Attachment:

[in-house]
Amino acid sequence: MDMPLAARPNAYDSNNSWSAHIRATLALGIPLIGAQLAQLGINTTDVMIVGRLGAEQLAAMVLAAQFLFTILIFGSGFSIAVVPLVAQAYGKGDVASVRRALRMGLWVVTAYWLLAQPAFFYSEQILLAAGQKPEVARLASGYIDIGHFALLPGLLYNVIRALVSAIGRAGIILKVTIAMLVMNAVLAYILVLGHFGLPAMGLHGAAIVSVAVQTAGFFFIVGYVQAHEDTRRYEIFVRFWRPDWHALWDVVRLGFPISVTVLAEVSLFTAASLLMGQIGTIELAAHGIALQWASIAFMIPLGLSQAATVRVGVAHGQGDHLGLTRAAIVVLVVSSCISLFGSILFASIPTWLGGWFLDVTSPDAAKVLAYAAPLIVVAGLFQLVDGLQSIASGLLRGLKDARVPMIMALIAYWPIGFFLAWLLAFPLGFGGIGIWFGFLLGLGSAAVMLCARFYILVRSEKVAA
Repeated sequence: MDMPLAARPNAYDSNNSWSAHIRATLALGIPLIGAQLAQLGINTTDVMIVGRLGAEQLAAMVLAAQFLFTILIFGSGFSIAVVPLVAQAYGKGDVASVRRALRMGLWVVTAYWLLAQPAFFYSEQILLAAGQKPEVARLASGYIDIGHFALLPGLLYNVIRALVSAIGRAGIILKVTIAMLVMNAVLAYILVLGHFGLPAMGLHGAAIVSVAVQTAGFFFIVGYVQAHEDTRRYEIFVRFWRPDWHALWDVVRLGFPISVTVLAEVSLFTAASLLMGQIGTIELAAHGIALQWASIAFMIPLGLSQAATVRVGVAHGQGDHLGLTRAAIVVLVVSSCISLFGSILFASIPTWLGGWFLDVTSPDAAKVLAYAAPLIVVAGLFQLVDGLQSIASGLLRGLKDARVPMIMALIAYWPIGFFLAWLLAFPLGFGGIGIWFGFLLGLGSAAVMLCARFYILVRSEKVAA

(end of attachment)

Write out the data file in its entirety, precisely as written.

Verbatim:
[in-house]
Amino acid sequence: MDMPLAARPNAYDSNNSWSAHIRATLALGIPLIGAQLAQLGINTTDVMIVGRLGAEQLAAMVLAAQFLFTILIFGSGFSIAVVPLVAQAYGKGDVASVRRALRMGLWVVTAYWLLAQPAFFYSEQILLAAGQKPEVARLASGYIDIGHFALLPGLLYNVIRALVSAIGRAGIILKVTIAMLVMNAVLAYILVLGHFGLPAMGLHGAAIVSVAVQTAGFFFIVGYVQAHEDTRRYEIFVRFWRPDWHALWDVVRLGFPISVTVLAEVSLFTAASLLMGQIGTIELAAHGIALQWASIAFMIPLGLSQAATVRVGVAHGQGDHLGLTRAAIVVLVVSSCISLFGSILFASIPTWLGGWFLDVTSPDAAKVLAYAAPLIVVAGLFQLVDGLQSIASGLLRGLKDARVPMIMALIAYWPIGFFLAWLLAFPLGFGGIGIWFGFLLGLGSAAVMLCARFYILVRSEKVAA
Repeated sequence: MDMPLAARPNAYDSNNSWSAHIRATLALGIPLIGAQLAQLGINTTDVMIVGRLGAEQLAAMVLAAQFLFTILIFGSGFSIAVVPLVAQAYGKGDVASVRRALRMGLWVVTAYWLLAQPAFFYSEQILLAAGQKPEVARLASGYIDIGHFALLPGLLYNVIRALVSAIGRAGIILKVTIAMLVMNAVLAYILVLGHFGLPAMGLHGAAIVSVAVQTAGFFFIVGYVQAHEDTRRYEIFVRFWRPDWHALWDVVRLGFPISVTVLAEVSLFTAASLLMGQIGTIELAAHGIALQWASIAFMIPLGLSQAATVRVGVAHGQGDHLGLTRAAIVVLVVSSCISLFGSILFASIPTWLGGWFLDVTSPDAAKVLAYAAPLIVVAGLFQLVDGLQSIASGLLRGLKDARVPMIMALIAYWPIGFFLAWLLAFPLGFGGIGIWFGFLLGLGSAAVMLCARFYILVRSEKVAA